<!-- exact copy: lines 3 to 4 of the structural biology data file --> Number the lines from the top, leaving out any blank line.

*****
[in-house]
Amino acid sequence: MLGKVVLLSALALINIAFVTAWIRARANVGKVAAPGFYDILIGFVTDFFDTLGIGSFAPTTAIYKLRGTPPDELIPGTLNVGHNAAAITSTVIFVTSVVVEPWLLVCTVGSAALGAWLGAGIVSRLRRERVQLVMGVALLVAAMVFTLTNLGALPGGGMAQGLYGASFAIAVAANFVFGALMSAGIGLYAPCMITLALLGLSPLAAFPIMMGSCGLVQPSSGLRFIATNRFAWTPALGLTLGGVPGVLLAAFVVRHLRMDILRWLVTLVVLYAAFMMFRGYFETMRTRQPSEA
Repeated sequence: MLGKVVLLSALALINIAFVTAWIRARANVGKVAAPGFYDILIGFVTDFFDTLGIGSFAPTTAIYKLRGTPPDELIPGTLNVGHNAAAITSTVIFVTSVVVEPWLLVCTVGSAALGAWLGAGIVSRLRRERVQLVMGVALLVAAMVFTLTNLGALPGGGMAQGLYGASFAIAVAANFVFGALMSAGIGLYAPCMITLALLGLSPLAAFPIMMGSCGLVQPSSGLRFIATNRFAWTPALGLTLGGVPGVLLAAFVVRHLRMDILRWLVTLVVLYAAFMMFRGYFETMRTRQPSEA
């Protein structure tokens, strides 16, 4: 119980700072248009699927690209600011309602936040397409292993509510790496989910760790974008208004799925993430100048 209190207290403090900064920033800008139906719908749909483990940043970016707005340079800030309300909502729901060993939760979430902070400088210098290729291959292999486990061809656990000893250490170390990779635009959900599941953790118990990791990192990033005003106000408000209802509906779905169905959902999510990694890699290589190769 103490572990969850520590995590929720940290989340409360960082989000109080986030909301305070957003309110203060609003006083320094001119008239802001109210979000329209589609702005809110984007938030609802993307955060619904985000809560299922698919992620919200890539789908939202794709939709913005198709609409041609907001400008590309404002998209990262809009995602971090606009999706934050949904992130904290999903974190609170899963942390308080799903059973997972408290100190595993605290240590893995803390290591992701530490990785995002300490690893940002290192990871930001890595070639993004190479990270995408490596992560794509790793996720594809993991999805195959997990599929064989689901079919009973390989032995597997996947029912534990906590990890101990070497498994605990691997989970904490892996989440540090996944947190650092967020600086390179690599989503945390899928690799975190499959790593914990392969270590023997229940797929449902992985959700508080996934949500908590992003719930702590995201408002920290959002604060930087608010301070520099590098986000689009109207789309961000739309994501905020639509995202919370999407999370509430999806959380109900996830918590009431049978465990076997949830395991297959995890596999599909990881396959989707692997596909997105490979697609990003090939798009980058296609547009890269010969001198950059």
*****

Repeated sequence: MLGKVVLLSALALINIAFVTAWIRARANVGKVAAPGFYDILIGFVTDFFDTLGIGSFAPTTAIYKLRGTPPDELIPGTLNVGHNAAAITSTVIFVTSVVVEPWLLVCTVGSAALGAWLGAGIVSRLRRERVQLVMGVALLVAAMVFTLTNLGALPGGGMAQGLYGASFAIAVAANFVFGALMSAGIGLYAPCMITLALLGLSPLAAFPIMMGSCGLVQPSSGLRFIATNRFAWTPALGLTLGGVPGVLLAAFVVRHLRMDILRWLVTLVVLYAAFMMFRGYFETMRTRQPSEA
């Protein structure tokens, strides 16, 4: 119980700072248009699927690209600011309602936040397409292993509510790496989910760790974008208004799925993430100048 209190207290403090900064920033800008139906719908749909483990940043970016707005340079800030309300909502729901060993939760979430902070400088210098290729291959292999486990061809656990000893250490170390990779635009959900599941953790118990990791990192990033005003106000408000209802509906779905169905959902999510990694890699290589190769 103490572990969850520590995590929720940290989340409360960082989000109080986030909301305070957003309110203060609003006083320094001119008239802001109210979000329209589609702005809110984007938030609802993307955060619904985000809560299922698919992620919200890539789908939202794709939709913005198709609409041609907001400008590309404002998209990262809009995602971090606009999706934050949904992130904290999903974190609170899963942390308080799903059973997972408290100190595993605290240590893995803390290591992701530490990785995002300490690893940002290192990871930001890595070639993004190479990270995408490596992560794509790793996720594809993991999805195959997990599929064989689901079919009973390989032995597997996947029912534990906590990890101990070497498994605990691997989970904490892996989440540090996944947190650092967020600086390179690599989503945390899928690799975190499959790593914990392969270590023997229940797929449902992985959700508080996934949500908590992003719930702590995201408002920290959002604060930087608010301070520099590098986000689009109207789309961000739309994501905020639509995202919370999407999370509430999806959380109900996830918590009431049978465990076997949830395991297959995890596999599909990881396959989707692997596909997105490979697609990003090939798009980058296609547009890269010969001198950059």